Consumers continue to feel the devastating effects due to a strained economy brought about by the pandemic. The upcoming National Budget address is a good time to reflect on the state of your finances and better plan for the year ahead.
Ester Ochse, Product Head of Money Management at FNB says, “The National Budget is based on the government’s planned spending for the new financial year and outlines the government’s priorities; just like a person needs a budget and a spending plan the government needs one as well. This helps them allocate the income they receive from taxes to the areas they need to spend on like education and hospitals. The biggest implication the budget has on the general public is the change in personal income tax, fuel levies and sin taxes.”
The Government does a budget on an annual basis and as a consumer, it is critical to reassess your current spending and behaviour as well. It is also important to make sure you understand where your money is going and if you are spending on the things that are important to you. – or, if you don’t know how, educate yourself to help you plan for the future, pay off existing debt or even save for other things you want to accomplish this year.
“As FNB, we recently launched an innovative smart budgeting tool for customers, located under the nav» Money functionality on the FNB App. The new smart budget tool uses the banks dynamic data capability to create a level of accountability and real time coaching that has not been provided before. FNB customers are able to take control of their spend, set budget limits and get notified; when they are halfway there, just before they get there and once they have hit their budget amount,” adds Ochse.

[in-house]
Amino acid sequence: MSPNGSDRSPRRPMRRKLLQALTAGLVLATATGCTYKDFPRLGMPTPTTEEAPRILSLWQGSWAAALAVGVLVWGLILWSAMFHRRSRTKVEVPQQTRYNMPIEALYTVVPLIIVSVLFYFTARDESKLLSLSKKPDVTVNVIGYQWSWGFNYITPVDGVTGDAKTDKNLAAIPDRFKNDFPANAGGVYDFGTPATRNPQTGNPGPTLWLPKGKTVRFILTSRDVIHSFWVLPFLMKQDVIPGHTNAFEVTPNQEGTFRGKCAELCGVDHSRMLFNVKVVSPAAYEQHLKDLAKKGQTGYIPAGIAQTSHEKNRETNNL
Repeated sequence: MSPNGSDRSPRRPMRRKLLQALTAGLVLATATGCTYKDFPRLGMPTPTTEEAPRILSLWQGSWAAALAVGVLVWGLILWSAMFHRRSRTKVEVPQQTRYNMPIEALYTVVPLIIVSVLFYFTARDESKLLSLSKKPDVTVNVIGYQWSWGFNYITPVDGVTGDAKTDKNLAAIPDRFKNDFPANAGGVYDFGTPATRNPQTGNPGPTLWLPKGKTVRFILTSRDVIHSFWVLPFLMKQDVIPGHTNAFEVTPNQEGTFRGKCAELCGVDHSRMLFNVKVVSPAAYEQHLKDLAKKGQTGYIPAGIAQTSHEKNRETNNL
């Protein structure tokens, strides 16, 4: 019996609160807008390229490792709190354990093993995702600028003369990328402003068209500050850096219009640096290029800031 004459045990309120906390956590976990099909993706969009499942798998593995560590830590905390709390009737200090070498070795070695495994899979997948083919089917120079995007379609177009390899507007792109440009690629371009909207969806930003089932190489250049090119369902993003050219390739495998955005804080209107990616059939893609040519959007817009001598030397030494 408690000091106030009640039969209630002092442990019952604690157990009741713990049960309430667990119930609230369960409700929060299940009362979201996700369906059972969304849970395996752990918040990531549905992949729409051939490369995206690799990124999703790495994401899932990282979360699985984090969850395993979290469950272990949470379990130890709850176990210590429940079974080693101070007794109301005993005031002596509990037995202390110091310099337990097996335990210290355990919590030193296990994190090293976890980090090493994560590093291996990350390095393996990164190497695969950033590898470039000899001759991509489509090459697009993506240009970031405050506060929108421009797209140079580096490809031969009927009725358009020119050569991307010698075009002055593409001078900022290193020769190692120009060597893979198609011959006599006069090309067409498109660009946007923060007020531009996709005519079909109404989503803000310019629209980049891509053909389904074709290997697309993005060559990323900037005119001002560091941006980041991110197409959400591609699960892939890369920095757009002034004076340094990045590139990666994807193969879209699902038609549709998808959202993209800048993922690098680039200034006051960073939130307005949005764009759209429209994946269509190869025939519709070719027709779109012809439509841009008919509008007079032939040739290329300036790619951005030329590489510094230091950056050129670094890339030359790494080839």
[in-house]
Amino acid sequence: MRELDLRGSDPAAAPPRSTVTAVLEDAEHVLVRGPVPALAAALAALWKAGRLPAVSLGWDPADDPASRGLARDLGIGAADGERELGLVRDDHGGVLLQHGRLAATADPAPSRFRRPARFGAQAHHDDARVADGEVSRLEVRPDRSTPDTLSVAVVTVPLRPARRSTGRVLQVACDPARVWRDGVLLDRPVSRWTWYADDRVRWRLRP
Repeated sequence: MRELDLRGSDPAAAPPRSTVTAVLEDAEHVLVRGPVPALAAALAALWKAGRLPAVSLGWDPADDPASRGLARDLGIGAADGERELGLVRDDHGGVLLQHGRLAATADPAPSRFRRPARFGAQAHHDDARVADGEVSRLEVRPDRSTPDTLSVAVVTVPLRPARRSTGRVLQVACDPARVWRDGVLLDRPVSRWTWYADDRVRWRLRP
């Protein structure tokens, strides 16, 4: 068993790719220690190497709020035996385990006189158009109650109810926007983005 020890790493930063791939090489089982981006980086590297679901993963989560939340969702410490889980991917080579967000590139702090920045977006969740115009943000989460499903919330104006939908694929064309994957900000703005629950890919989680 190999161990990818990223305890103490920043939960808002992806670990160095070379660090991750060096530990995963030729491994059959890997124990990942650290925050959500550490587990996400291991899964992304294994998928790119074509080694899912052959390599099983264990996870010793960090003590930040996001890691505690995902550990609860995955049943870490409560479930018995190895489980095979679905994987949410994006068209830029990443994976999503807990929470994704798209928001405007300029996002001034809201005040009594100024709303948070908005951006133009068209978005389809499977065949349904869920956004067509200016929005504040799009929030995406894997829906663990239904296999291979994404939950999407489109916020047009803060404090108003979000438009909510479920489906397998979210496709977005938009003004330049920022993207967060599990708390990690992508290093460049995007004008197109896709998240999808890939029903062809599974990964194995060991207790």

The below are key elements to consider from the speech:
How does/will it affect me?
- The impact to my budget;
- Changes to personal income tax might reduce or increase the amount you receive on monthly basis;
- Taxes imposed on liquor, tobacco and fuel will have a big effect depending on how much of your budget is spent on these items.
Impact on Investments
- Increase in Tax Free Savings Account limit to allow for more saving, if the limit is increased
Understanding the different taxes
- VAT – VAT is now levied at the standard rate of 15% on the supply of goods and services by registered vendors. The tax rate was 14% until 31 March 2018. A vendor making taxable supplies of more than R1 million per annum must register for VAT.
- Personal Income Tax – Taxable income is the amount of a person’s gross income that the government deems subject to taxes. Taxable income consists of both earned and unearned income. Taxable income is generally less than gross income, having been reduced by deductions and exemptions allowed by the IRS for the tax year.
- Dividends Tax – Dividends tax is a final tax on dividends at a rate of 20%, paid by resident companies and non-resident companies in respect of shares listed on the JSE. Dividends are tax exempt if the beneficial owner of the dividend is a South African company, retirement fund or other exempt person
- Capital Gains Tax – Capital gains tax (CGT) is part of income tax. It is triggered when you make a profit from selling something you own (an asset). The tax is calculated on the profit you make and not the amount you sold it for.
“In light of the highly uncertain economic environment, it has never been more important for consumers to pay special attention to the National Budget Speech, as key decisions made by the Minister will impact on their growth and survival,” concludes Ochse.